That’s the most impressive thing about “The Sentinel.” Save for a few minor textual infractions, it doesn’t read like it’s been co-authored. Never mind the plot. It’s typically potboilery. Which is not a disparaging remark, just a statement of fact. The Reacher books have never been about their byzantine storylines. They’re loved because of their inherent simplicity. Reacher wanders into a place, finds trouble, solves the problem, and leaves. In this case the town is a small place outside Nashville. The trouble is the imminent abduction of an IT worker named Rusty Rutherford (although it’s more complicated than that, involving Russians, Nazis and election fraud). And the solution involves — well, Reacher inserting himself into all kinds of difficult situations, asking questions of people who won’t easily provide answers, gradually dismantling a nefarious scheme. More than one, in fact.

Rest assured, folks. Jack Reacher’s in a safe pair of hands.  

ISBN: 9781787633629
ISBN-10: 1787633624
Format: Paperback
Language: English
Number Of Pages: 400
Available: 27th October 2020
Publisher: RANDOM HOUSE UK

Review: Help Yourself by Curtis Sittenfeld

When she approaches a table of strangers she mistakenly assumes have crashed her friend’s birthday party in “White Women LOL,” the first of three stories in Curtis Sittenfeld’s “Help Yourself,” Jill is aware she is “trying harder than usual — harder than she would have with a group of white people — to seem friendly and diplomatic.” Her motivations for dispelling the group are honest, her methodology rather more questionable, and the situation devolves into a cataclysmic misunderstanding. Her tense exchange with the group is recorded, and proves incendiary online, establishing her as the latest pin-up of white privilege, which is a label Jill marinates over, recollecting every interaction she’s ever had with a black person as she tries to establish her place on the spectrum of racism, much to the chagrin of her blasé husband, who’s dismissive of her plan for redemption, which involves finding the missing shih tzu of a local black celebrity.

In “Creative Differences,” a young photographer named Melissa wrestles with art and commerce, deliberating over the compromises she must make to achieve her ultimate goal. A while back her series on black pre-schoolers went viral, and now a producer from Wichita is shooting a documentary on American creativity, and Melissa is one of its subjects. The opportunity offers great exposure, but Melissa is adamant brushing her teeth on camera — as mandated in her contract  — is a seismic concession, and a devastating blow to her artistic integrity.

“Great literature was never written by a beautiful woman,” Ruthie heard more than one in her postgrad creative writing course. Many years later, now a bestselling author of women’s fiction, and the narrator of “Show, Don’t Tell,” she reminisces on her anxieties clashing with the gallingly indestructible  entitlement and elitism of her male cohorts.

The women at the centre of Sittenfeld’s stories are navigating their aspirations alongside society’s expectations, complications and inequalities. These bite-sized snapshots of their lives offer nuanced commentary on the complexities of gender politics, race and commercialism. I just wish the collection was heftier.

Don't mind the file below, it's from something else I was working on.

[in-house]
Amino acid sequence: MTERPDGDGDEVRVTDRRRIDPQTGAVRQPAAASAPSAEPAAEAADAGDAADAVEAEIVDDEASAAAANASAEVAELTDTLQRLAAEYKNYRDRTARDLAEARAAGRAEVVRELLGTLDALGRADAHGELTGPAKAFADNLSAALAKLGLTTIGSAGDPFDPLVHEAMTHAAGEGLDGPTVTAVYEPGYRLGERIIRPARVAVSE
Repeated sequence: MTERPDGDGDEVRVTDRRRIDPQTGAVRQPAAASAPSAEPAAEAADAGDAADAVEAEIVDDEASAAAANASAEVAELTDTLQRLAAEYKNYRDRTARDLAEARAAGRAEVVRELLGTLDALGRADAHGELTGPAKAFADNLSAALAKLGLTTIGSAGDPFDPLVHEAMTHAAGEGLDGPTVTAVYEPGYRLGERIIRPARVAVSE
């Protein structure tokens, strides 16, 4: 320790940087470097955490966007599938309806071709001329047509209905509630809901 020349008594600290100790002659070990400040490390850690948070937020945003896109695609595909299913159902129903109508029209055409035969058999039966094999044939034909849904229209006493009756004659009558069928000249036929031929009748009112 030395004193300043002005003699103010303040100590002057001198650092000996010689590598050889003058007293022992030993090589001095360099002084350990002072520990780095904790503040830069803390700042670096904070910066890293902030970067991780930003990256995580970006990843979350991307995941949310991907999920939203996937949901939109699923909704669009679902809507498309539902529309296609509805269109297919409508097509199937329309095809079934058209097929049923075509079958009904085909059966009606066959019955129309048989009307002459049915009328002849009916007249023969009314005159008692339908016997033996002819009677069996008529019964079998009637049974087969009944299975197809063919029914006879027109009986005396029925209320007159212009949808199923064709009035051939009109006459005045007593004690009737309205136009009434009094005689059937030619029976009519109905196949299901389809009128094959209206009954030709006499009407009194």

ISBN: 9780857527479
Format: Hardcover
Language: English
Number Of Pages: 96
Published: 29th September 2020
Publisher: RANDOM HOUSE UK

Review: Pure Hollywood by Christine Schutt

As a reader, I don’t want to work too hard. I can’t stand obliqueness. I want a writer to tell their story precisely and lucidly. If I can’t easily extrapolate character motivations, their emotions, or what is happening to them, I begin to feel like I’m treading water in a churning sea of esotericism. Which is how I felt about Christine Schutt’s collection of stories, “Pure Hollywood.” As aesthetically pleasing as her writing is —with a laser-like, poetic focus on sound and imagery, Schutt concocts immaculately bejewelled sentences — there is an evasiveness to her writing that renders its powers inert. Rather than feeling fulfilled, this collection hollowed me out.

I realise, of course, this is a reflection of my taste rather than Schutt’s literary powers. The eleven stories on offer in “Pure Hollywood” are thematically linked by their snapshots of familial dysfunction, loss, and grief. They vary in length, some shredded to micro-fiction level. My favourite, or at least the most impactful (and certainly most haunting) is “The Hedges,” about an unhappy couple vacationing with their sick and cranky toddler, in which Schutt masterfully foreshadows an incident that occurs in the climactic paragraph. The titular novella is a standout too, detailing the complicated fallout of the death of a woman’s much older husband, specifically as it relates to her step-children and her brother.

I am keen to read one of Schutt’s novels, if only to determine whether it’s the brevity of the tales in “Pure Hollywood” or her style I found so prohibitive. Perhaps to enjoy these stories one requires a level of intense concentration I’m incapable of. Whatever the reason, few of these stories connected with me on any level at all.

ISBN: 9780802127617
ISBN-10: 0802127614
Audience: General
Format: Hardcover
Language: English
Number Of Pages: 144
Published: 13th March 2018